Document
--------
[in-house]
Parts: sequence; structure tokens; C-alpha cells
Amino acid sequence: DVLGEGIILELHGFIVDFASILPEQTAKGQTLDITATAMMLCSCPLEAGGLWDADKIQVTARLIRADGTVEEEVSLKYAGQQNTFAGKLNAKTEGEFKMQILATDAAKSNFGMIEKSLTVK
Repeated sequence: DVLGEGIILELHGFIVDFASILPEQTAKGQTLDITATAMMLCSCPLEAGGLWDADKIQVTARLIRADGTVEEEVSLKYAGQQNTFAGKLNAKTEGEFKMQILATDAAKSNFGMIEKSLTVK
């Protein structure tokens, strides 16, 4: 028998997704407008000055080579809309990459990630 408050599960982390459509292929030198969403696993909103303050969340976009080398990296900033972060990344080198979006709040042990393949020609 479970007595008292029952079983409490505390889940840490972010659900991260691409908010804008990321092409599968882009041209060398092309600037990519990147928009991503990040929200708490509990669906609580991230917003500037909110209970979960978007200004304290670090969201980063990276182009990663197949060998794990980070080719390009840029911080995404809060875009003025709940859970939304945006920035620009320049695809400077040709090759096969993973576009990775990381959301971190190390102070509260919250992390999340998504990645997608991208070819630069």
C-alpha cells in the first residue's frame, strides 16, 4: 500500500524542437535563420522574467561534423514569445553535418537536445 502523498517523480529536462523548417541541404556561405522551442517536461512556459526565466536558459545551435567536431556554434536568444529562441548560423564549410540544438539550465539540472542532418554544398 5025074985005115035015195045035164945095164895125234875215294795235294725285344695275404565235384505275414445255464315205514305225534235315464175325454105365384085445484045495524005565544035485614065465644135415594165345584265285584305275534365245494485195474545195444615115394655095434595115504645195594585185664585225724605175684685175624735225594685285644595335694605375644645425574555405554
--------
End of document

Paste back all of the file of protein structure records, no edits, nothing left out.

[in-house]
Parts: sequence; structure tokens; C-alpha cells
Amino acid sequence: DVLGEGIILELHGFIVDFASILPEQTAKGQTLDITATAMMLCSCPLEAGGLWDADKIQVTARLIRADGTVEEEVSLKYAGQQNTFAGKLNAKTEGEFKMQILATDAAKSNFGMIEKSLTVK
Repeated sequence: DVLGEGIILELHGFIVDFASILPEQTAKGQTLDITATAMMLCSCPLEAGGLWDADKIQVTARLIRADGTVEEEVSLKYAGQQNTFAGKLNAKTEGEFKMQILATDAAKSNFGMIEKSLTVK
């Protein structure tokens, strides 16, 4: 028998997704407008000055080579809309990459990630 408050599960982390459509292929030198969403696993909103303050969340976009080398990296900033972060990344080198979006709040042990393949020609 479970007595008292029952079983409490505390889940840490972010659900991260691409908010804008990321092409599968882009041209060398092309600037990519990147928009991503990040929200708490509990669906609580991230917003500037909110209970979960978007200004304290670090969201980063990276182009990663197949060998794990980070080719390009840029911080995404809060875009003025709940859970939304945006920035620009320049695809400077040709090759096969993973576009990775990381959301971190190390102070509260919250992390999340998504990645997608991208070819630069």
C-alpha cells in the first residue's frame, strides 16, 4: 500500500524542437535563420522574467561534423514569445553535418537536445 502523498517523480529536462523548417541541404556561405522551442517536461512556459526565466536558459545551435567536431556554434536568444529562441548560423564549410540544438539550465539540472542532418554544398 5025074985005115035015195045035164945095164895125234875215294795235294725285344695275404565235384505275414445255464315205514305225534235315464175325454105365384085445484045495524005565544035485614065465644135415594165345584265285584305275534365245494485195474545195444615115394655095434595115504645195594585185664585225724605175684685175624735225594685285644595335694605375644645425574555405554